• alexhurting said:
    Now after your fusion and time has gone by are you any beter now? Few days after surgery pain spike would be normal in most cases. As long as nerves calm down and surgery worked hopefully things are back to normal for you.

    For the most part my pain levels are running around where they were before surgery. The one major difference is that I do not have any issues with the spine itself. Since my fusion I don't feel any pain at the point where the vertebrae used to slip. Sometimes that pain would cripple me, usually in the midst of doing something else.

    I'm thinking that most of my pain is caused by the inflammation that occurs as the fusion process occurs. I also have some new issues with numbness, tingling, and stinging in my legs (mostly the left). These have started to subside and I'm hopeful that as my nerves heal these sensations will disappear.

    How are you doing these days?

    Disability retirement
  • Here is the way i see it"

    The aging pain most get in a normal situation will never compare to the chronic pain from some of our spine issues. Many people will grow old and the age process will of course take its toll in there joints and in many other ways. But they grow in to it and handle it much better because it was not a sudden on set of a chronic condition.

    I am speaking in general cases of course not in all cases. Any sudden injury to the spine that never gets resolved is going to become a persons worse nightmare. We have so many diferent levels of outcomes with surgery and what level of pain a person was left in , Its a very wide range of outcomes.

    Some return to work but still have to deal with the pain but at least working helps there emotional state of being. Some try to return to work and realise just cant do it no mater how hard they try.

    Some never even make it close enough to try to return to work when by the time you get dressed and get ready for work, You get in your car drive a few miles realising pain is so overwhelming you are ready to drive to er not to your job . This 1 i know for a fact cause i done it.

    I had pulled over with such nerve pain it actualy made me sick throwing up on the side of the road shaking untill regaining my composure to drive back home an lay down.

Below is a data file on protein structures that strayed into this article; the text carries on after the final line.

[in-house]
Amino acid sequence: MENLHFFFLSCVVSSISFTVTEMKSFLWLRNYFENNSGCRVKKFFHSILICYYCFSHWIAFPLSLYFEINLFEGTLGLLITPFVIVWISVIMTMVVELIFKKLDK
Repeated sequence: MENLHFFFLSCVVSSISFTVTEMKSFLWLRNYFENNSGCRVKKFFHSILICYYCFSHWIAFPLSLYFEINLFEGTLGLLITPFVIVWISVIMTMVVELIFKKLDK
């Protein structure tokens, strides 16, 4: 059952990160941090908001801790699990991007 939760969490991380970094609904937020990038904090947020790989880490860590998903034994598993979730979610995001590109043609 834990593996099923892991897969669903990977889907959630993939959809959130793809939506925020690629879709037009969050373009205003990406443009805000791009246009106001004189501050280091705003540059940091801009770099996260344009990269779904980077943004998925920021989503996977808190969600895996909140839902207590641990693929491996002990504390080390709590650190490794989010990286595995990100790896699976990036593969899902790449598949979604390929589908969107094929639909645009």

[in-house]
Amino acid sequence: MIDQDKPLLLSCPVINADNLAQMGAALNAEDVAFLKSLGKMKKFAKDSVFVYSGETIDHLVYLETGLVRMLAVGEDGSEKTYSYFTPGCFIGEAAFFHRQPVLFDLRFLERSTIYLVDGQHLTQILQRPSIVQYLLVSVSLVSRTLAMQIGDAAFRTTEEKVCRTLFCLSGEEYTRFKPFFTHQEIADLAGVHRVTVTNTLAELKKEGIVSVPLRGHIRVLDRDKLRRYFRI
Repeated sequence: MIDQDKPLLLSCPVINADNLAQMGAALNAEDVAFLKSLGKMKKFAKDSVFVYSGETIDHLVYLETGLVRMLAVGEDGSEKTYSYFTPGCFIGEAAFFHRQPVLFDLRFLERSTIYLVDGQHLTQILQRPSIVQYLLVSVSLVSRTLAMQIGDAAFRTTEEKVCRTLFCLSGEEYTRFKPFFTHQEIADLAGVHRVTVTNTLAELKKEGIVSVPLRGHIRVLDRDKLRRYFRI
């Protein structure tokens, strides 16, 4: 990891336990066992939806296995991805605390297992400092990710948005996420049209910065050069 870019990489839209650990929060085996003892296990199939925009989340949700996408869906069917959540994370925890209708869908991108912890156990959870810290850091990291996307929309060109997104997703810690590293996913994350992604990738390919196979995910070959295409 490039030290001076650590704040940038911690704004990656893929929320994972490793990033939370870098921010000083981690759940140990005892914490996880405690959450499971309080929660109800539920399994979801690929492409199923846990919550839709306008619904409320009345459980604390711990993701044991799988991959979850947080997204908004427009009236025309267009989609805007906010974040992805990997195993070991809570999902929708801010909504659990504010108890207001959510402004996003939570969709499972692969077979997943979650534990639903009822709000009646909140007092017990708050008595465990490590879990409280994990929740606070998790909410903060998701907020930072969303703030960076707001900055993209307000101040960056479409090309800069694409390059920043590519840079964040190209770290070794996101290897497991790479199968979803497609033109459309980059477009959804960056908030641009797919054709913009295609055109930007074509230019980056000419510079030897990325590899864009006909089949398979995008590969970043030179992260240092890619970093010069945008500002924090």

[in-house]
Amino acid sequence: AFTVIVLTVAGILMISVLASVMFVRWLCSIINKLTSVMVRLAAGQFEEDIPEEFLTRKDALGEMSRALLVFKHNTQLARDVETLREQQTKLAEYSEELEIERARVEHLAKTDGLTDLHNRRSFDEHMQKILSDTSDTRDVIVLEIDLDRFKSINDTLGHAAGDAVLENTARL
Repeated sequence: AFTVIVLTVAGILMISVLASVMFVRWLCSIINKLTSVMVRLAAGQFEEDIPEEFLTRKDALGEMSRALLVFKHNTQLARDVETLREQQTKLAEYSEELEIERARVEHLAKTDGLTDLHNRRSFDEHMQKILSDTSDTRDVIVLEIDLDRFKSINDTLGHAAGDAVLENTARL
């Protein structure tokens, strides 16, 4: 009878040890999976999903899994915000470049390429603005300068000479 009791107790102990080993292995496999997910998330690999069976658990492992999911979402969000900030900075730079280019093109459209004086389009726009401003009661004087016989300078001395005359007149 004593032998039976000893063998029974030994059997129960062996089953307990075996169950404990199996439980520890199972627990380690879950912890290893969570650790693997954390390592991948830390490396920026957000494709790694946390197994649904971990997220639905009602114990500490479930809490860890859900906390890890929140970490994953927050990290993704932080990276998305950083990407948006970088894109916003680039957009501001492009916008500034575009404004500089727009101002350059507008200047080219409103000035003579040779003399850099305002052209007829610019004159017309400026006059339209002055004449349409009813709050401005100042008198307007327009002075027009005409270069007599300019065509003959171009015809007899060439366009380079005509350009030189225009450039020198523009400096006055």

And no mater how many times i told myself, suck it up boy, its not that bad! Well its bad enough to stop me dead in my tracks.

    The emotional part of wanting to go to work and cant is the worse. Its very hard to tell your brain to stop feeling guilty about not being able to work. Well i got tierd of feeling guilty.

    The guilt was simply not helping my pain issues and was just simply making it worse.
    I myself is still learning how to enjoy diferent things in life no mater how small it might be. And if i catch a good day you bet your ass i am going to do something and not going to worry myself about, I dont want to over do it".

    If i am going to hurt either way when i wake up in the morning, Let me at least feel good about hurting after i at least did something that was worth the slight addition to my pain so i can keep my sanity".

    Ps. Did i mention i am thinking about going sky diving? Git - ir - done
    Flexicore ADR 2004 resulting nerve damage l4l5 Fusion 2006 same level, 2009 hardware removal with lami !
    2012 scs implant ,
  • alexhurting said:

    And no mater how many times i told myself, suck it up boy, its not that bad! Well its bad enough to stop me dead in my tracks.
    Nicely said Alex. What bothers me is when someone else is the one saying "suck it up boy/girl"

  • C. I have had a friend say that more or less ,joking around i think he was joking ,you are never realy sure. I get very offensive when a person says that, especialy when knowing them for 30 years or so and they seen that after my surgery all my activities are very limited. No more golfing. No more boating as we did for years together and even back then i was already strugling with my back pain.

    When he said that i was all over it. I said listen you cry like a litle girl any time you get a migrane head ache. Keep talking and even now in my condition i will still beat you down and snap your spine lol. That ended that conversation.

    When a person knows they are doing everything in there power to fight this and do everything they can to survive this injury by staying as active as the body allows them to and someone 2nd gueses them not knowing anything about it. Oh its on baby!

    Then its time for a good old fashion beat down. Even if i blow another disc doing it lol
    Flexicore ADR 2004 resulting nerve damage l4l5 Fusion 2006 same level, 2009 hardware removal with lami !
    2012 scs implant ,